informational interview for exercise class

EXSC Interview Paper Guidelines

An informational interview is your chance to ask someone who works in a field that you are considering questions about their job. The informational interview is something that you initiate and you ask the questions. You are looking for information and not for a job or internship. It is a good way to learn about a career field, narrow down options, obtain advice, network for the future, and discover how to enter a field. In previous EXSC 241B courses, I have had students interview DPTs, ATCs, DCs, PTs, Massage Therapist, Strength and Conditioning Specialists, RDs, Physical Education Teachers, and many more. Former professionals have included the following: Gary Vitti (ATC for the LA Lakers), Tim DiFrancesco (Strength and Conditioning Coach LA Lakers), UCLA Strength and Conditioning Staff, Atlanta Hawks Sport Medicine Staff, and many more. Some students have been offered internships after this experience. My message is . . . research the field and the top professionals in that particular field. You never know who you may interview, connect and network with.’

The professional must work in the field(s) of exercise and/or nutritional sciences, or similar.

  • Try to find a professional in which you have a common major or interest, in a work setting you like, in a career area you are interested in, and in a specific job and organization.
  • Prepare an introduction of yourself for people that you are planning to contact. Explain to them that you are interested in the type of work they do and would like to ask them a few questions on THEIR FREE TIME (or do conduct an informational interview/visit the facility in which they work). Offer to take him or her to lunch???
  • Perform some research about the area in which the professional works before the interview. In addition, research the professional being interviewed (e.g. education, professional background, certifications, etc.). Google? LinkedIn? Etc.?
  • Then make a list of potential questions. Think of questions that are relevant to what you want to know.
  • Remember you are the interviewer, and therefore, you should be prepared to initiate the conversation. I would recommend recording the interview (ASK THE PROFESSIONAL FIRST). However, this will allow you to focus on the conversation and you can review the answers to the questions later.
  • Dress professionally and keep the appointment time you have set up (be early!!).
  • After your interview, send a thank you letter (or email) to the person you met with. However, my recommendation would to be to send a hand written letter.

Informational Interview Guidelines 2 Interview Questions & Answers Section (10 points)

Provide a minimum of 10 interview questions with responses. Attach your interview questions and the business card to your narrative section. This is NOT part of the narrative section. Provide the professional’s email or contact (i.e. phone, instagram, etc.).

Narrative and Evaluation Section (40 points)

Write a 3+ page narrative about your experience in MLA or APA format (12 font, 1 in. margins, double-spaced, (running) header (including page number), and title page). Guidelines are (but not limited to) below: Begin with an introduction, and explain how and why you selected this professional for your informational interview. What did you do to prepare for the assignment? Then analyze and evaluate the interview and the information you received. How does it related and/or impact your future professional goals. Did they change? Did you feel more motivated? Etc. How can you apply the knowledge gained to your future career (or in the present)? What was the most meaningful information you received? What was the “best advice” you received?” Next time you perform an informational interview, what will you modify? Lastly, what is the purpose of an information interview? Do you feel like this experience was beneficial overall . . . or a waste of your time?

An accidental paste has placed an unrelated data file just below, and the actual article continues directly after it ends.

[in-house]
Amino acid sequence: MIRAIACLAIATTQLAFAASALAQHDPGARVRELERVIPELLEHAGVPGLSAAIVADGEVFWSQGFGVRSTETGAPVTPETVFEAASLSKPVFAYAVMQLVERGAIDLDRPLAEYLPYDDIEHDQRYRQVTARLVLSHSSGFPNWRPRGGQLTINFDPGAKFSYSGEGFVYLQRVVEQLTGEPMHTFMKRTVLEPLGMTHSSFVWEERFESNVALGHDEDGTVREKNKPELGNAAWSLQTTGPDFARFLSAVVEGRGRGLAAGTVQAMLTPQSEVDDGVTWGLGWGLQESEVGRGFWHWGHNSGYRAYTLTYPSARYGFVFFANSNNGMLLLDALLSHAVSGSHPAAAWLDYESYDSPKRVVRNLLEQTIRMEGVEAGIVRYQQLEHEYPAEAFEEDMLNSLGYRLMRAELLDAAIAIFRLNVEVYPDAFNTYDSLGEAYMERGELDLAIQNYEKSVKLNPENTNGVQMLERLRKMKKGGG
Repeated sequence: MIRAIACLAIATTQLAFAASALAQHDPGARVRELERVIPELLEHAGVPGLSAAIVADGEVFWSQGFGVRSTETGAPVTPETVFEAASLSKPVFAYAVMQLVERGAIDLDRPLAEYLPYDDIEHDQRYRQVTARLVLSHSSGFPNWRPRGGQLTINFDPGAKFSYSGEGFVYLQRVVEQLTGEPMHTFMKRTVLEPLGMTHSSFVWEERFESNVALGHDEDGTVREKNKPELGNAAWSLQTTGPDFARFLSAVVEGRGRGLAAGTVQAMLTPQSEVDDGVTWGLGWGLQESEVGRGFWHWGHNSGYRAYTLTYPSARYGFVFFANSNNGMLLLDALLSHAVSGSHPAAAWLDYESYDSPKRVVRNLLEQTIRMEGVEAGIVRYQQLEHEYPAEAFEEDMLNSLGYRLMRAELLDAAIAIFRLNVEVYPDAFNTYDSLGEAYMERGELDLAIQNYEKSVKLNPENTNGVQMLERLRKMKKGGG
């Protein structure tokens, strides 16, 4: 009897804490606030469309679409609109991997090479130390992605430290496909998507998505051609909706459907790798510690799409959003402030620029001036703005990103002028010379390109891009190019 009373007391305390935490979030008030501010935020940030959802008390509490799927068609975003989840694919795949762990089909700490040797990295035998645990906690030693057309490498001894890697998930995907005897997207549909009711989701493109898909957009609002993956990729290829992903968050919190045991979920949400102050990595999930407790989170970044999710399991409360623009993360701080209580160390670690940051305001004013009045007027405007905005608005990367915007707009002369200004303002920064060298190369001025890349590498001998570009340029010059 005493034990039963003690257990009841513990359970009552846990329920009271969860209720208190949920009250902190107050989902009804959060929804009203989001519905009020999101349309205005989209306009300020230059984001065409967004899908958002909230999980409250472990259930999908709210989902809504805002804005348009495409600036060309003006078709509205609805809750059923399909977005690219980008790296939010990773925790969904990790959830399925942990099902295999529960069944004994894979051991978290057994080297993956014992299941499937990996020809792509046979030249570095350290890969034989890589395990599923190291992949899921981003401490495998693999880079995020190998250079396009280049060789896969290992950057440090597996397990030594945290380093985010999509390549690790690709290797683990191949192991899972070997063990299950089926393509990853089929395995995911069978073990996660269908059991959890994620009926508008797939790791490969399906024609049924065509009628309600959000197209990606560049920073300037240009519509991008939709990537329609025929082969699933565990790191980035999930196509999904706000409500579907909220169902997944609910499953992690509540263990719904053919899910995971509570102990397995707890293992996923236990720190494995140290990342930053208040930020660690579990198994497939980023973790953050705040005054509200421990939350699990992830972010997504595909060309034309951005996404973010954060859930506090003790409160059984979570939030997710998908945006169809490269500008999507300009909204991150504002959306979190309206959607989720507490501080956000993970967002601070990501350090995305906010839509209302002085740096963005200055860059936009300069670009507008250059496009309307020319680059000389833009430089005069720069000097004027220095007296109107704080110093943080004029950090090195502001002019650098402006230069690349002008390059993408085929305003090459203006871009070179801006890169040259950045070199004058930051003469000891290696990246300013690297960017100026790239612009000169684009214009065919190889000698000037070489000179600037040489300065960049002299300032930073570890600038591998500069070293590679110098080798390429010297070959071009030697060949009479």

Examples of Potential Questions: YOU NEED TO COME UP WITH Q’s TOO! These are general-type questions.
• Tell me how you got started in this field (What influenced you to enter this field?).
• What is your educational background? Or . . . What are the educational/professional steps you

took to get to this position?
• What education and/or experience would be helpful in pursuing this career?
• What are some of the challenges in your position?
• What do you enjoy most about your position?
• How much flexibility do you have in terms of hours, dress, vacations, etc.?
• What trends do you see for the industry in the next 3-5 years?
• What types of employers hire people in this line of work?
• What are the most important factors in making a hiring decision?
• What advice do you have for me?
• What is a typical day like for someone in this position?
• Which professional organizations, journals, etc. would help me to learn more about this field? • Do you have any suggestions for improving my resume?
• Do you have a recommendation for someone else that I could talk to about this career area?

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